The opposed pairs of sets 902, 904, 906, 908 of buckled beams are positioned inside frame 952 so as to maintain proof mass 954 in a central, neutral position absent externally applied forces. It should be strictly kept in mind that the illustration and description of three element sets is exemplary only and does not correspond to a requirement of the present subject matter. Rather the concept of constant force is the design criteria to be addressed. Constant force systems may be created in accordance with the present subject matter using any reasonably practical number of flexures. Moreover, as illustrated by the dashed outline of the central most piezoelectric elements 912′, 914′ in each of the opposed pairs of sets 902, 904, 906, 908 of buckled flexures, the provision of a piezoelectric element on either or both sides of each flexure is optional. That is, there may be flexures in sets of flexures that have no piezoelectric devices, unimorphs, or bimorphs attached thereto. All such configurations are contemplated by the present subject matter.

Despite the optional nature of the placement of the piezoelectric elements, one advantage of this embodiment of the present subject matter is that piezoelectric elements 912, 914 may be attached to each flexure. Attaching piezoelectric elements to each flexure results in a much larger number of piezoelectric elements being included in the device as compared to the embodiment illustrated in FIG. 8 and thus an increased energy output may be obtained. In both embodiments, the piezoelectric elements are stressed as the flexures deform, and can be used to harvest energy with much less piezoelectric material than previously required and can do so in a very compact form.

The use of flexures such as those illustrated in FIGS. 8 and 9 can result in very large displacements, and thus there may be a need to provide stop limits to the functional devices so that the device does not become trapped into a locked out, i.e. maximally displaced, position from which the device cannot function. An exemplary configuration of such stop limit devices is illustrated in FIG. 10. The exemplary configuration illustrated in FIG. 10 is substantially identical to that illustrated in FIG. 9 and thus those corresponding components that are the same in both embodiments will not be further described.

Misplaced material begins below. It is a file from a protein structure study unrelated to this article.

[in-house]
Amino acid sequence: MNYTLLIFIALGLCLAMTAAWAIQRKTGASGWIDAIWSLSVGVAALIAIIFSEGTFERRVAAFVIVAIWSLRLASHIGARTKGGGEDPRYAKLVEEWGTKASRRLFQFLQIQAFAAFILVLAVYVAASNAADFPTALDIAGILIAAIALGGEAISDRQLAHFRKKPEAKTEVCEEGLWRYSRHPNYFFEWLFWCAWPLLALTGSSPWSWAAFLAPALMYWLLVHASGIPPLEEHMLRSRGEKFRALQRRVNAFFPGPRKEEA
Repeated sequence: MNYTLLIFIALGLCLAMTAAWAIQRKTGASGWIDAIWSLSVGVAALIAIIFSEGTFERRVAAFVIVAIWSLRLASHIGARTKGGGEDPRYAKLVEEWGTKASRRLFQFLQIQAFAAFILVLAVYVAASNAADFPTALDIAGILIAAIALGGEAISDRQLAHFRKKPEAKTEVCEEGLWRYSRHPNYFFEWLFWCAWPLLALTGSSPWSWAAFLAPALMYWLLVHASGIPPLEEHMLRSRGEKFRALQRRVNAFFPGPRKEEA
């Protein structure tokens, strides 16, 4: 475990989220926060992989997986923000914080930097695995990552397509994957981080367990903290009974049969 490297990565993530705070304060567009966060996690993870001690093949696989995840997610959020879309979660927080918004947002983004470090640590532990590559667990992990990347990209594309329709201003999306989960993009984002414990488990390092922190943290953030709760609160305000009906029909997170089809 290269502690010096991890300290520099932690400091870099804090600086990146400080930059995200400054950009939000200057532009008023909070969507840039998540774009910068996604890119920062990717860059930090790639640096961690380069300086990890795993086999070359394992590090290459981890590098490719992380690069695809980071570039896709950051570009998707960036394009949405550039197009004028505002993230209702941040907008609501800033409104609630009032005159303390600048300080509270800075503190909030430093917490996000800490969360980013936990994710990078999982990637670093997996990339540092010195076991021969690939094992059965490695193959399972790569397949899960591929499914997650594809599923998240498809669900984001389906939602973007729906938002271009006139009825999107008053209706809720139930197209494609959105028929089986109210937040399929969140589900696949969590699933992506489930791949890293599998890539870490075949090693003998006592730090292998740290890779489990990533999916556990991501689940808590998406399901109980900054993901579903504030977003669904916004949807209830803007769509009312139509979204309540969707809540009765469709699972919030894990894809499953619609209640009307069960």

An advantageous aspect associated with selected embodiments of the present subject matter is that the stop limit devices provided be of a regenerative nature. Regenerative stop limit device can be used to provide energy conversion between kinetic energy that may be converted to potential energy and back to kinetic energy at the stop. The stop limit elements illustrated in FIG. 10 provide such a regenerative nature in this exemplary embodiment as they correspond to permanent magnet pairs 1010, 1012; 1020, 1022; 1030, 1032; and 1040, 1042 attached at paired locations to the frame 1052 and proof mass 1054 as illustrated in FIG. 10. The permanent magnet pairs are configured such that mutually opposing fields are created to maintain separation among the various top, bottom, and end surfaces of the proof mass 1054 and corresponding locations on the fame 1052. In this case the kinetic energy of the proof mass 1054 is converted to magnetic force potential, is stored in the magnet fields 1024, 1032, 1044, and converted back to kinetic energy in the proof mass 1054 as the reaction force stored in the field returns the proof mass 1054 to an equilibrium position.

It should be strictly borne in mind that other means may be provided that may correspond to an energy conserving stop limit including, but not limited to, a gas spring, another flexure with appropriate characteristics, or any other means well know to those of ordinary skill in the art. In this case, an appropriate characteristic can be described as having negligible affect when distant and rapidly increasing affect when the end of a displacement is reached. For the magnetic case the force increases as 1/r3 so that at a relatively far distance, r, there is only a weak affect, but the affect increases rapidly at the terminus of the stop.